With the U.S. Treasury yield curve having briefly inverted during the past few weeks, we’re increasing the cadence at which we will feature our recession probability track. In addition to presenting updates to the odds of a U.S. recession shortly after the conclusion of the Federal Reserve’s Federal Open Market Committee’s meetings every six weeks, we will also present it roughly at the halfway points between those meetings while the spread between the 3-Month and 10-Year Treasuries is either near-zero or negative.
The good news is that constant maturity 3-Month and 10-Year U.S. Treasuries were only mildly inverted between March 22, 2019, and March 28, 2019, where the spread between them has since become positive. The spread however remains near zero, where at 0.20%, the average spread between the two Treasury yields over the last rolling one-quarter period has dropped below a quarter point.
Combined with the average Federal Funds Rate of 2.40% over the same period, the probability that the U.S. economy will enter into a national recession at some time in the next twelve months has risen to nearly 7%, or roughly a 1-in-14 chance according to Jonathan Wright‘s 2006 recession prediction model.
The Recession Probability Track visualizes how the odds of an official U.S. recession starting have increased from January 2, 2014, through April 9, 2019.
We appreciate that we’re stretching the capabilities of Wright’s model, which was developed using historical data where the Federal Funds Rate was typically much higher than it is at present at the times when the National Bureau of Economic Research has previously determined recessions in the U.S. economy to have begun.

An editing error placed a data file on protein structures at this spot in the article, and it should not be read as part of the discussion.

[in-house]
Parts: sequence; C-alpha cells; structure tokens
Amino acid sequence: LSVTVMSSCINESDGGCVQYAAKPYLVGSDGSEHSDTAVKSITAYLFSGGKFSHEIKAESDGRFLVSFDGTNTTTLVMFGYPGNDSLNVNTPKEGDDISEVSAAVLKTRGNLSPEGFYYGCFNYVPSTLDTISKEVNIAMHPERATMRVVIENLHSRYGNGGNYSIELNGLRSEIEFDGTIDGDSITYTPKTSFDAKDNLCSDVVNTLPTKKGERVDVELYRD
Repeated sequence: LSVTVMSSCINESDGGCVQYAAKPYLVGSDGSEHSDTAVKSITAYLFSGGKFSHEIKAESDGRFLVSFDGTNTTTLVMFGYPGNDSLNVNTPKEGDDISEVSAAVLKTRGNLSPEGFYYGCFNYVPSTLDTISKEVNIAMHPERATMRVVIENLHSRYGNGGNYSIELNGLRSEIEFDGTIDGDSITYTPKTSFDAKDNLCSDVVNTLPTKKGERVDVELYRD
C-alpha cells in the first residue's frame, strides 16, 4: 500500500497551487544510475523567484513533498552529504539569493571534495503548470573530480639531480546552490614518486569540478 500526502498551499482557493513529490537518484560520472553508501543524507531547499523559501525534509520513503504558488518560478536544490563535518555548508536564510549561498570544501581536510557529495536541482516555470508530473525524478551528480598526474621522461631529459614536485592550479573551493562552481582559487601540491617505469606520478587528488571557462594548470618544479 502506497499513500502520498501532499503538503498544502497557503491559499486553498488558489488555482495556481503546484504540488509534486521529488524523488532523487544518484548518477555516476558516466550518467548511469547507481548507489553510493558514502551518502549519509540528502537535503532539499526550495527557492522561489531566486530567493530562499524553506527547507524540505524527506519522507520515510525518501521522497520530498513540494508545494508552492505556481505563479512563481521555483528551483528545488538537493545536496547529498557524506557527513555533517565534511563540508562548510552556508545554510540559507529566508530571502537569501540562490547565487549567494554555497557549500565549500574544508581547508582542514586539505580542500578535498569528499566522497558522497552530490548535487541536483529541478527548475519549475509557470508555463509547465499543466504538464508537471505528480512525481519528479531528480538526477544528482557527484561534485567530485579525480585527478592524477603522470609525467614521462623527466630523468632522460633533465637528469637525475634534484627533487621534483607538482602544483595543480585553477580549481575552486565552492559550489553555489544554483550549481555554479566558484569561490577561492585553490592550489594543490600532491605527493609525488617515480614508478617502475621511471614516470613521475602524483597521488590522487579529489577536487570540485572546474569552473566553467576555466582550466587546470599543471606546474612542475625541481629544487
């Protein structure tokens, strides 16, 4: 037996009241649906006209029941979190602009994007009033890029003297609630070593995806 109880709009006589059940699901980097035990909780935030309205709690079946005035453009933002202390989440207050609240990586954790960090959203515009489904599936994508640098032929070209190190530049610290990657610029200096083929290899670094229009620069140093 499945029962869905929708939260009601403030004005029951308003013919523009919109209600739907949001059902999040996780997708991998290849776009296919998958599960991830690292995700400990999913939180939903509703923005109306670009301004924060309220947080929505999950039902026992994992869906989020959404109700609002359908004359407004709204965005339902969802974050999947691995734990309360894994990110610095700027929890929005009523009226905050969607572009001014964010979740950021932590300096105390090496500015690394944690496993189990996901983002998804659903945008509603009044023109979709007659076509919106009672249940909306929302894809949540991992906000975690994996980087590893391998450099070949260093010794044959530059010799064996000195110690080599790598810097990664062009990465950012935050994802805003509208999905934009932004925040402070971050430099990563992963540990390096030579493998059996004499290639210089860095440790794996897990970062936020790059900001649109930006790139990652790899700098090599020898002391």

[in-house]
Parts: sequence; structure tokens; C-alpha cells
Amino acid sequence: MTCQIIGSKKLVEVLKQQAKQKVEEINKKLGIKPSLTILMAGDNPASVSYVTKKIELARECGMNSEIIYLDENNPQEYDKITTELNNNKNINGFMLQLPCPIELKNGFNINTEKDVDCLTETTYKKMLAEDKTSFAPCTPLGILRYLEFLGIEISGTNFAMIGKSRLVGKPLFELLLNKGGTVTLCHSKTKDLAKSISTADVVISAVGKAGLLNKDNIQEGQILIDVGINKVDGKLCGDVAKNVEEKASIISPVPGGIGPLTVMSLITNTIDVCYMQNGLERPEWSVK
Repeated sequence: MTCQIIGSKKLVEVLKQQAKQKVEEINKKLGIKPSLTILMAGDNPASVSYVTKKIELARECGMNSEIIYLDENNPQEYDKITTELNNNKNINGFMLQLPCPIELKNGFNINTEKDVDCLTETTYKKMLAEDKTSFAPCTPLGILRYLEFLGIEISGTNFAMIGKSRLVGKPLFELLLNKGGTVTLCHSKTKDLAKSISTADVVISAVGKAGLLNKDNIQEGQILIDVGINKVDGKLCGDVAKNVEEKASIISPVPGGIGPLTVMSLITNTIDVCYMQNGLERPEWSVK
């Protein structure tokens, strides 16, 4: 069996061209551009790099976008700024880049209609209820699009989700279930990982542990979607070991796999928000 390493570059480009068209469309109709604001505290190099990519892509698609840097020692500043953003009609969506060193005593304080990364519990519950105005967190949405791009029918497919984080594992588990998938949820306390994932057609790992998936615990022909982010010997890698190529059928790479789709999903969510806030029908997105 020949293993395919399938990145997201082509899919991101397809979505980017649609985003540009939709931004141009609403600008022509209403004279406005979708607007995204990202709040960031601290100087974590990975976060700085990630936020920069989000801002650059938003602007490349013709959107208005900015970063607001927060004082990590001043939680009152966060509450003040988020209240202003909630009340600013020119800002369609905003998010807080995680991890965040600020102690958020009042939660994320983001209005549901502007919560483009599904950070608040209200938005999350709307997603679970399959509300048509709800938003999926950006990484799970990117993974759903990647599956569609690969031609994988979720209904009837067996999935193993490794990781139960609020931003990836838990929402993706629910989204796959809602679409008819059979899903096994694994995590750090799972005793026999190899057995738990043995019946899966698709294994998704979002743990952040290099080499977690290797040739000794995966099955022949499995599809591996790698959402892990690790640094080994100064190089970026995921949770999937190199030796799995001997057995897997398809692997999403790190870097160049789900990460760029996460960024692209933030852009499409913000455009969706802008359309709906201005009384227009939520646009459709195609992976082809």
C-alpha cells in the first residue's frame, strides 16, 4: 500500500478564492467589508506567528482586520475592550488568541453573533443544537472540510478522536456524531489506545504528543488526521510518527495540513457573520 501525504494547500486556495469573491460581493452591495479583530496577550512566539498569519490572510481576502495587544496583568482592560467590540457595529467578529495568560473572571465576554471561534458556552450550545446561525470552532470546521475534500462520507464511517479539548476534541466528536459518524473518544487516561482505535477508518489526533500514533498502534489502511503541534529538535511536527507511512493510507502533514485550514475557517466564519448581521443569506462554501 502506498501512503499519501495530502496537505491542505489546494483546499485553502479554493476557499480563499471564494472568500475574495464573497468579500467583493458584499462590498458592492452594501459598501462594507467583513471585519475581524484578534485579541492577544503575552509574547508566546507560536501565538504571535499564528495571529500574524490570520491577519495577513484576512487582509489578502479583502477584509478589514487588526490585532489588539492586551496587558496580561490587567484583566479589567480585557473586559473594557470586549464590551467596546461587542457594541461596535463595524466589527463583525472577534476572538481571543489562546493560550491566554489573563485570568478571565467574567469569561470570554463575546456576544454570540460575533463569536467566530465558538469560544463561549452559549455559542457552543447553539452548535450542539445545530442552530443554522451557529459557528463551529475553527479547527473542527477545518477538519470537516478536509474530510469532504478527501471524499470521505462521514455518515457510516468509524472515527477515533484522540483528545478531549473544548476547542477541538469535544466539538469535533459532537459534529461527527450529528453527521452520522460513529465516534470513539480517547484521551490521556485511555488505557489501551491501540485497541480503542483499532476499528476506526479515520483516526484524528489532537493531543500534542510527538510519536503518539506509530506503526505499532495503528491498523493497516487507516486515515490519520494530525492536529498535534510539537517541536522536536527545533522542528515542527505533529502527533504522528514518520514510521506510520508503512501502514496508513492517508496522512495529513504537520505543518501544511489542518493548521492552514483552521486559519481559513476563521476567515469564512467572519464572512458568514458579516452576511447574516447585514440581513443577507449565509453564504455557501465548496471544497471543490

Several economists have argued in recent weeks that the Federal Funds Rate does not indicate the full extent of monetary policy tightening that has occurred in recent years, where the shadow Federal Funds Rate dropped to be as low as -3.0% in early 2014 after taking the Fed’s unconventional quantitative easing monetary policies into account, even as the nominal Federal Funds Rate was held near zero percent.
If the absolute value of that negative margin is added to today’s Federal Fund Rate, the combination of the Fed’s series of rate hikes and its quantitative tightening policies has effectively boosted the Federal Funds Rate by 5.40% since early 2014.
Using that figure in our recession odds reckoning tool, which like our Recession Probability Track chart is based on Jonathan Wright’s 2006 paper describing a recession forecasting method using the level of the effective Federal Funds Rate and the spread between the yields of the 10-Year and 3-Month Constant Maturity U.S. Treasuries, we find the corresponding odds of recession beginning before April 2020 would be 1 in 3.
How real that shadow rate of recession might be remains to be seen.
Editor’s Note: The summary bullets for this article were chosen by Seeking Alpha editors.